Apr 1, 2020
What You Need to Know About Federal Relief ChecksBy Lindsay Goldwert
People should start receiving money by mid-April.
You may have heard that many Americans will be receiving a check for $1,200 as part of the recently passed $2 trillion Coronavirus Aid, Relief, and Economic Security (CARES) Act. This cash payment is meant to help people make ends meet during the COVD-19 outbreak.
It’s a time of great uncertainty. Americans are struggling to pay their rent and mortgages while navigating the frightening reality of weeks or months of pay cuts, furloughs, or unemployment. The check for $1,200 isn’t necessarily meant to kickstart your investment strategy; it’s meant to be spent on keeping food in your fridge, the lights on, and your bills paid.
Here’s a quick guide to what you need to know about the checks and how much you can expect to receive from the Federal Government:
How much can I expect to receive?
The massive federal relief bill offers direct cash payments of up to $1,200 for individuals and $2,400 for couples, with $500 added for every child. Treasury Secretary Steve Mnuchin said that eligible Americans should start receiving checks via direct deposit by mid-April. (You can read the analysis from the U.S. Committee on Finance here.)
How does the government know how much to send me?
The amount is based on 2019 tax returns. If you haven’t filed yet, it will be based on your 2018 information. The benefit begins to phase out for individuals making $75,000 in income and ends completely for those making $99,000 or more.
The rebate decreases by $5 for every $100 by which a taxpayer exceeds the $75,000 threshold. For example: If you make $77,000, you can expect to receive $1,100.
The support for married couples is calculated together. This means that a couple is eligible to receive $2,400 if their total income doesn’t exceed twice the number mentioned for a single person, i.e., it is not higher than $150,000. These checks will be paid out on a sliding scale if a couple earn between $150,000 – $198,000. The $500 for every child still stands.
For single parents or head of household, you’re eligible for $1,200 if you earn up to $112,500. The more you exceed that number, the less you can get, but this time the cap is $136,500.
Confused? You can use this calculator to see how much you can expect to receive.
When will I get it?
Here’s where things might get frustrating. On Tuesday, Treasury Secretary Mnuchin said that eligible Americans should start receiving checks via direct deposit by mid-April. For Americans without bank accounts or who don’t make enough to pay a Federal tax return, it could take weeks or months to receive paper checks.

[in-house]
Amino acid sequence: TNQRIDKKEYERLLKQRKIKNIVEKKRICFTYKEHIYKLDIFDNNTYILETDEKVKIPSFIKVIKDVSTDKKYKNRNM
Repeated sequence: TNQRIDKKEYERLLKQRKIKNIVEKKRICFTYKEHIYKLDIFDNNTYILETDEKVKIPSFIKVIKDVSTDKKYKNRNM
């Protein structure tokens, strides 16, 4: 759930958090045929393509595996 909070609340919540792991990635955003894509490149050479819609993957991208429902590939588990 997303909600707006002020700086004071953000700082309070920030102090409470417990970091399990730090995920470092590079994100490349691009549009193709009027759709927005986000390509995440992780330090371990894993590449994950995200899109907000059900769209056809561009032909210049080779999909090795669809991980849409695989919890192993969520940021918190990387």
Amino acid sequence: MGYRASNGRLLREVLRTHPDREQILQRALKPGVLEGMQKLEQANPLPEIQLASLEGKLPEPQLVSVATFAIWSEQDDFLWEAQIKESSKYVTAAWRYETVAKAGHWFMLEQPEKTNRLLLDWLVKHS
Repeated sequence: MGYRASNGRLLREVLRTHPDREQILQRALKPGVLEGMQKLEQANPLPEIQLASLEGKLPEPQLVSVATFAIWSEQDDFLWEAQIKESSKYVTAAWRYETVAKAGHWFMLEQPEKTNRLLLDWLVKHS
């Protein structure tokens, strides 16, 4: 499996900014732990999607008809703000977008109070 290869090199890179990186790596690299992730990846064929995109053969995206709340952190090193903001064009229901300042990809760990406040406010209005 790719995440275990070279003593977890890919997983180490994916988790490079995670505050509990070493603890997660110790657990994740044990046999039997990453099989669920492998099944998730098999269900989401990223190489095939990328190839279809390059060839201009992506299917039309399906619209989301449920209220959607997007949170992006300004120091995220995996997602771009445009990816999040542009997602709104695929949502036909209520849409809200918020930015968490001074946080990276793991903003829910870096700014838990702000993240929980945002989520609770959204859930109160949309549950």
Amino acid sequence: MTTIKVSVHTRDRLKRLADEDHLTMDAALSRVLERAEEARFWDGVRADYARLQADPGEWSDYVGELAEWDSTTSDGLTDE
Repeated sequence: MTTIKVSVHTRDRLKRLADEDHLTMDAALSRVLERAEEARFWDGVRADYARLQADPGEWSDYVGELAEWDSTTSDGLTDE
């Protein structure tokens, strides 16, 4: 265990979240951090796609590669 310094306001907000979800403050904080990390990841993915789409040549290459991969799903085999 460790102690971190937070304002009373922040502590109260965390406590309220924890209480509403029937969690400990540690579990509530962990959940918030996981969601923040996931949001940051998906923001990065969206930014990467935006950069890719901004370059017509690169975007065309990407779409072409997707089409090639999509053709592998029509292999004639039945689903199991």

Do I have to sign up to receive it?
No, eligible Americans will receive it via direct deposit or by mail. No need to sign up. The IRS has said that people who signed up for direct deposit for their 2018 or 2019 tax returns will automatically have the stimulus money placed in the same accounts. A check will be sent by mail to people who haven’t signed up for the service, but that could take longer, according to reports.
If you haven’t filed a return for either 2018 or 2019, the IRS may urge taxpayers to file a simple form as soon as possible. (Social Security recipients will not be required to file a simple form to get their checks. Instead, payments will be automatically deposited into their accounts, or sent by paper check.) You can find out more about these things here.
The U.S. Treasury also recently launched an online portal, where you can securely enter your bank account information for a direct payment. You can access it here.
Is this money taxed?
No, this money will not count toward your 2020 taxable income.
What if I’m a freelancer or part of the “gig economy?”
The payments are based on your 2019 or 2018 tax returns. It doesn’t matter what you do for a living.
What should I do with my check?
The money is intended to help Americans out with basic bills and to help them make ends meet, says Douglas Boneparth, CFP, a financial advisor based in New York City.
“It’s tough because a person who makes $75,000 a year may have some savings to fall back on, while a person who makes $35,000 may not,” he says. “So that same check may mean different things to different people.”
There are a few ways to use your check, there’s no one-size fits all advice.
“This money is meant to be used for groceries, rent, whatever you need to get by,” Boneparth adds.
For example, if you’re got money stacking up on a high-interest credit card, your check can help you take the heat off. If you have enough of a cushion to get you through the next month or two, you can add it to your savings.
“If you don’t need the money right now, you can put it toward a rainy day fund,” Boneparth says.
Remember, if you’re feeling pressure right now, you’re not alone. No one knows exactly how and when this will shake out but in the meantime, these checks are meant to ease your burden in the short term.
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